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Senators Query Meta’s CEO Over LLaMA AI Model

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The Meta CEO, Mark Zuckerberg, is in the crosshairs of two U.S. Senators. Senator Richard Blumenthal (D-CT), who is chair of the Senate’s Subcommittee on Privacy, Technology, & the Law, and Josh Hawley (R-MO) have sent a letter to the Meta CEO, raising concerns about the leak of Meta’s groundbreaking open-source large language model LLaMA.

The senators have expressed their concern over the “potential for its misuse in spam, fraud, malware, privacy violations, harassment, and other wrongdoings.” The two wrote:

We are writing to request information on how your company assessed the risk of releasing LLaMA. What steps were taken to prevent the abuse of the model, and how you are updating your policies and practices based on its unrestrained availability.

The senators further accused Meta of “doing minimal” to censor the model. The senators said:

When asked to write a note pretending to be someone’s son asking for money to get out of a difficult situation, OpenAI’s ChatGPT will deny the request based on its ethical guidelines. In contrast, LLaMA will produce the requested letter and other answers involving self-harm, crime, and antisemitism.

The LLaMA model

LLaMA is one of the most extensive open-source Large Language Models currently available. Nonetheless, most of the popular uncensored LLMs shared today are LLaMA-based. This reaffirms LLaMA’s central role in LLM’s sphere. For an open-source, it is incredibly sophisticated and accurate.

For example, Stanford’s Alpaca open-source LLM, released mid-March, utilizes LLaMA’s weights. Vicuna, a fine-tuned version of LLaMA, matches GPT-4’s performance, further attesting to LLaMA’s influential role in the LLM sphere. This indicates that LLaMA plays a vital role in the current status of open-sourced LLMs.

Notably, LLaMA’s release took effect in February. The senator’s letter, however, points to LLaMA’s release, asserting that Meta released LLaMA for download by approved researchers “rather than centralizing and restricting access to the underlying data, software, and model.”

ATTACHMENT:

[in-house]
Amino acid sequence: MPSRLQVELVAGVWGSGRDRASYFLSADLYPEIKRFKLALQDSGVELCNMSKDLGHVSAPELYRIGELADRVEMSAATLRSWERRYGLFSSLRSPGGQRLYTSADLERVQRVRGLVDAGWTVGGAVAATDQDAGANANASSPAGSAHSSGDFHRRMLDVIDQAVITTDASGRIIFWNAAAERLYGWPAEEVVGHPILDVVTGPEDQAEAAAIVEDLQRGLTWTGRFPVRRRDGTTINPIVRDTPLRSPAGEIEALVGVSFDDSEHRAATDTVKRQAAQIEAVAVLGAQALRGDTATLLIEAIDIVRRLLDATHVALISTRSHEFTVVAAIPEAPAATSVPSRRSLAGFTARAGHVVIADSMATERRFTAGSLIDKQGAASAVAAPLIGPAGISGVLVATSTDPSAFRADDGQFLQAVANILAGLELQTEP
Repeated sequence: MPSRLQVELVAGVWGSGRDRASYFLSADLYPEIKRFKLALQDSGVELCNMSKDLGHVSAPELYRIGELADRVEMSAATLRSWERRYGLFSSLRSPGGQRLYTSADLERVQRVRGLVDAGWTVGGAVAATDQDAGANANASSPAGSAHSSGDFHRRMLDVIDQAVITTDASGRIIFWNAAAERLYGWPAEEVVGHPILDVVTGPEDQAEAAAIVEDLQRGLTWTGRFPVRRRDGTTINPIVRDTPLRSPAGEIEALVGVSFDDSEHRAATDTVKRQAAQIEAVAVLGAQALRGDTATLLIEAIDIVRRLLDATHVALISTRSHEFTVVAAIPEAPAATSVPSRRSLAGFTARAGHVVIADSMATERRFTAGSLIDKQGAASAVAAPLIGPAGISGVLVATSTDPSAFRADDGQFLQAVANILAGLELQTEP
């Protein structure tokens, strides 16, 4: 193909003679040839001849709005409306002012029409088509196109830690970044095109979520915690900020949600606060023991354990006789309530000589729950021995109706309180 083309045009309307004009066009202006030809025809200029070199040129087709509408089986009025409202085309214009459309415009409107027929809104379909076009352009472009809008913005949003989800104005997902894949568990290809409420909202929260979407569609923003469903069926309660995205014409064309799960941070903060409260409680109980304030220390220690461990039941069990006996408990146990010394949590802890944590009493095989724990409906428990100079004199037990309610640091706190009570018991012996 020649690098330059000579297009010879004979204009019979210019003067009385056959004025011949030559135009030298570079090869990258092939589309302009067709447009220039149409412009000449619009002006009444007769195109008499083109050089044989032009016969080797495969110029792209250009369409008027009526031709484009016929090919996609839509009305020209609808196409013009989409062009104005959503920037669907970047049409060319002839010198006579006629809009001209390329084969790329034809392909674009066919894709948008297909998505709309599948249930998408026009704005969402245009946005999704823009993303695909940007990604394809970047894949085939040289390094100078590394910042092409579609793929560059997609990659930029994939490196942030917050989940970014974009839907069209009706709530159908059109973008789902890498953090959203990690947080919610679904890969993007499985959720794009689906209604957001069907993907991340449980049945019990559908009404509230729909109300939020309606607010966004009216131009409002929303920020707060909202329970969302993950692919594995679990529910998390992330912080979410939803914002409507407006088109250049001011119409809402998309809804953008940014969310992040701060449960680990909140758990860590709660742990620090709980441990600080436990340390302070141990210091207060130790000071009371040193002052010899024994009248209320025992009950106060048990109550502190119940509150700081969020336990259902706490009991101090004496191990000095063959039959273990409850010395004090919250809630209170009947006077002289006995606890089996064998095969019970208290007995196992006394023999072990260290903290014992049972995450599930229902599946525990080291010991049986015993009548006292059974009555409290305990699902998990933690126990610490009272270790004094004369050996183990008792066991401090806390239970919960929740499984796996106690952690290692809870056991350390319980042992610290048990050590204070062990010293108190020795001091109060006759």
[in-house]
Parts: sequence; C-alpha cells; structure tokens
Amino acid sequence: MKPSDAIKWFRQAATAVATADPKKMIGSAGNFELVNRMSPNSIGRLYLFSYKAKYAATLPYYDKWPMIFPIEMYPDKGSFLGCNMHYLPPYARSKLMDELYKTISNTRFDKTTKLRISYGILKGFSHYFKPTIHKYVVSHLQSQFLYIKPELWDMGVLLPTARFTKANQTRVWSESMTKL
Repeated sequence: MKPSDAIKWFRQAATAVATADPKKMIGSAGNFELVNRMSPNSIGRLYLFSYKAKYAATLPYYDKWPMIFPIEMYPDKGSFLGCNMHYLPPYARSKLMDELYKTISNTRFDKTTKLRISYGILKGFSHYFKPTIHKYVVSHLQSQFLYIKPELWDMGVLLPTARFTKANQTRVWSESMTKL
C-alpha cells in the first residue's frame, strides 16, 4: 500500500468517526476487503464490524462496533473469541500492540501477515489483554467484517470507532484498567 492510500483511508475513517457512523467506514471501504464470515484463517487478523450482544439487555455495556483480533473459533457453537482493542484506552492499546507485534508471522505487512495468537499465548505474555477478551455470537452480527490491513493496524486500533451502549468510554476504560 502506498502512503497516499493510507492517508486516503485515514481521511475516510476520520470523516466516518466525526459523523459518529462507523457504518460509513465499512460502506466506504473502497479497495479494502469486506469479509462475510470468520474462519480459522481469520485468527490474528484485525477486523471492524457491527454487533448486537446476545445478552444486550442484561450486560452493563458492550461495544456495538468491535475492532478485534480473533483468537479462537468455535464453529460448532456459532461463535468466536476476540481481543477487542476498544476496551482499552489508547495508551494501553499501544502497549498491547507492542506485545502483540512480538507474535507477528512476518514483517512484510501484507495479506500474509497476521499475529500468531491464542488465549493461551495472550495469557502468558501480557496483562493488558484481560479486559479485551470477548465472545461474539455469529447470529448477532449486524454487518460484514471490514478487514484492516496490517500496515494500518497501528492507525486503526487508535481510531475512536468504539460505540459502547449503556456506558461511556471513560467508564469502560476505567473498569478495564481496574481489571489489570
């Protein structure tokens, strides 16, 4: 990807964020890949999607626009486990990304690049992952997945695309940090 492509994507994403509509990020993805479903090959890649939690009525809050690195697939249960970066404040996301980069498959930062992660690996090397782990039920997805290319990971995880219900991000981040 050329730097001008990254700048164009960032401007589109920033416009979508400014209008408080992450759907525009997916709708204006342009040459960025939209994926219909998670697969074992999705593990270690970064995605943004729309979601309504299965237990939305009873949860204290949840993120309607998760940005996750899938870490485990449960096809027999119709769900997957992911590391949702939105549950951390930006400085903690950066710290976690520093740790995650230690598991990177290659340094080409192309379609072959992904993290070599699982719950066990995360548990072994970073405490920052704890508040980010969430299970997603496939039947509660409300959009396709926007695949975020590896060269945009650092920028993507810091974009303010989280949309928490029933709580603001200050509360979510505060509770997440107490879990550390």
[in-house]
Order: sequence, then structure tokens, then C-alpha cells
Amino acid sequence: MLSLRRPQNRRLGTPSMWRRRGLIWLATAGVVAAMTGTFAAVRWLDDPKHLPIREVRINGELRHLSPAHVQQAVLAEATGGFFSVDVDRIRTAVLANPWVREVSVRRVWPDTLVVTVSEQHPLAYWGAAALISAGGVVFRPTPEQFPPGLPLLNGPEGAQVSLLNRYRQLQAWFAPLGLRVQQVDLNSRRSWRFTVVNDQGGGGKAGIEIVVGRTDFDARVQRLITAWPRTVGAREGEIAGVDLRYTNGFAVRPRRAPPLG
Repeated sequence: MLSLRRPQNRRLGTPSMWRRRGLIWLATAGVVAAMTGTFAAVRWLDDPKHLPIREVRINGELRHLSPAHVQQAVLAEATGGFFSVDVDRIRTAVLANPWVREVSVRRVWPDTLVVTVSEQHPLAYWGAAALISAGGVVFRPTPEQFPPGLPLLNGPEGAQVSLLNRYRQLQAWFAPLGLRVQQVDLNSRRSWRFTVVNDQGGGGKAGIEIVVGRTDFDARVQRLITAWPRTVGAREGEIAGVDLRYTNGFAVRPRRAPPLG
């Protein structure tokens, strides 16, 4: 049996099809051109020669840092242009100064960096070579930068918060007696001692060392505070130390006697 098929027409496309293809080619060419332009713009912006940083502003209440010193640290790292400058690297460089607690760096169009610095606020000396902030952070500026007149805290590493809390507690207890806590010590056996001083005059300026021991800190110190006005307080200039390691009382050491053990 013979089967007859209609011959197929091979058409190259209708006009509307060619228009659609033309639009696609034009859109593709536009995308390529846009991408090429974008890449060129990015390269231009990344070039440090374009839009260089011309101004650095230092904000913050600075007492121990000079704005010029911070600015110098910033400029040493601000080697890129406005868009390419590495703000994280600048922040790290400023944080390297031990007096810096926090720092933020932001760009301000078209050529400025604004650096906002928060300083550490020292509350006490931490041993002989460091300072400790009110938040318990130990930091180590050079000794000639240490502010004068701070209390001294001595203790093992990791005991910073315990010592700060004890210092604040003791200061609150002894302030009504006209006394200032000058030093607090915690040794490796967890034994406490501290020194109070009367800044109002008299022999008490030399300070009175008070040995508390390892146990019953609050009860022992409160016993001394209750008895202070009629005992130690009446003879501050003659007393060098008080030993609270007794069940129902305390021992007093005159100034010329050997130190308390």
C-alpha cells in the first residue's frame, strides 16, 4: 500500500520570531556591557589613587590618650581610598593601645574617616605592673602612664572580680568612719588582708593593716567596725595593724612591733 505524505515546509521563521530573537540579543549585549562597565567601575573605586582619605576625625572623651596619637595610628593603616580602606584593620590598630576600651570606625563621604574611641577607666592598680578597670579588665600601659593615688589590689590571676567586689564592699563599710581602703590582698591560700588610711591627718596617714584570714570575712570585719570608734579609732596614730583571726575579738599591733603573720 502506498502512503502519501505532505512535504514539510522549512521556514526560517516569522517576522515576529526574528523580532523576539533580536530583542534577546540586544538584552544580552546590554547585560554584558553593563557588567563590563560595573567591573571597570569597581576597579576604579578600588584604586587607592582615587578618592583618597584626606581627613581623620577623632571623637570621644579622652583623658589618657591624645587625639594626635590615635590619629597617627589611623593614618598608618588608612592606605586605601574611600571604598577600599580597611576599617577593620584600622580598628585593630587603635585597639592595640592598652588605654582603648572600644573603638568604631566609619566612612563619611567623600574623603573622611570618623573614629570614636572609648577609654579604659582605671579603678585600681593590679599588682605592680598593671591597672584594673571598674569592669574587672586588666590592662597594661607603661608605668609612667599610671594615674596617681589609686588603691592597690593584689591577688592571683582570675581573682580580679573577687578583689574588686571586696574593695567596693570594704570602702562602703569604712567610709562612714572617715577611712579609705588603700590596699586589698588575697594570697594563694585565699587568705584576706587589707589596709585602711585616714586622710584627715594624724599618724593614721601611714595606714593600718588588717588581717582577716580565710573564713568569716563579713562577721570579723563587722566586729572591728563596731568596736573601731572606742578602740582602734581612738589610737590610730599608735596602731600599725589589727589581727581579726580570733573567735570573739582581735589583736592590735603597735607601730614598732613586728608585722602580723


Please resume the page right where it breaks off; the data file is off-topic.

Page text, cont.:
The controversy arises from the open dissemination of LLaMA. Shortly after its announcement, the whole model surfaced on BitTorrent, rendering it accessible to anyone, anywhere in the world, without monitoring or oversight. The open dissemination of LLaMA represents a significant increase in the sophistication of the AI models available to the general public. It raises serious questions about the potential for misuse or abuse.

Senators Criticize Meta’s Use of Word “Leak.”

The Senators had harsh words for Zuckerberg regarding LLaMA’s distribution and the use of the word “leak.” However, the focus on the issue arises at a time when new and advanced open-source language AI developments launched by startups, academics, and collectives, are flooding the internet.

The letter charges that Meta should have foreseen the broad dissemination and potential for abuse of LLaMA, given its minimal release protections. The letter asserts:

Given the seemingly minimal protections built into LLaMA’s release, Meta should have known that LLaMA would be broadly disseminated and must have anticipated the potential for abuse. While Meta has described the release as a leak, its chief AI scientist has stated that open models are critical to its commercial success. Unfortunately, Meta appears to have failed to conduct any meaningful risk assessment before release, despite the realistic potential for broad distribution, even if unauthorized.

Additionally, Meta has made LLaMA’s weights available case-by-case for academics and researchers, including Stanford, for the Alpaca project. However, these weights subsequently leaked, enabling global access to a GPT-level LLM for the first time. Model weights are a component of LLMs and other machine-learning models. At the same time, an LLM is a specific instance that uses those weights to provide a result.

It is important to note that none of these open-source LLMs are available yet for commercial use. This is because the LLaMA model is not released for commercial use, and the OpenAI GPT-3.5 terms of service prohibit using the model to develop AI models that compete with OpenAI.

As the debate rages on open-source AI models’ risks and benefits, the dance between innovation and risk continues. All eyes in the open-source LLM community remain firmly on the unfolding LLaMA saga.


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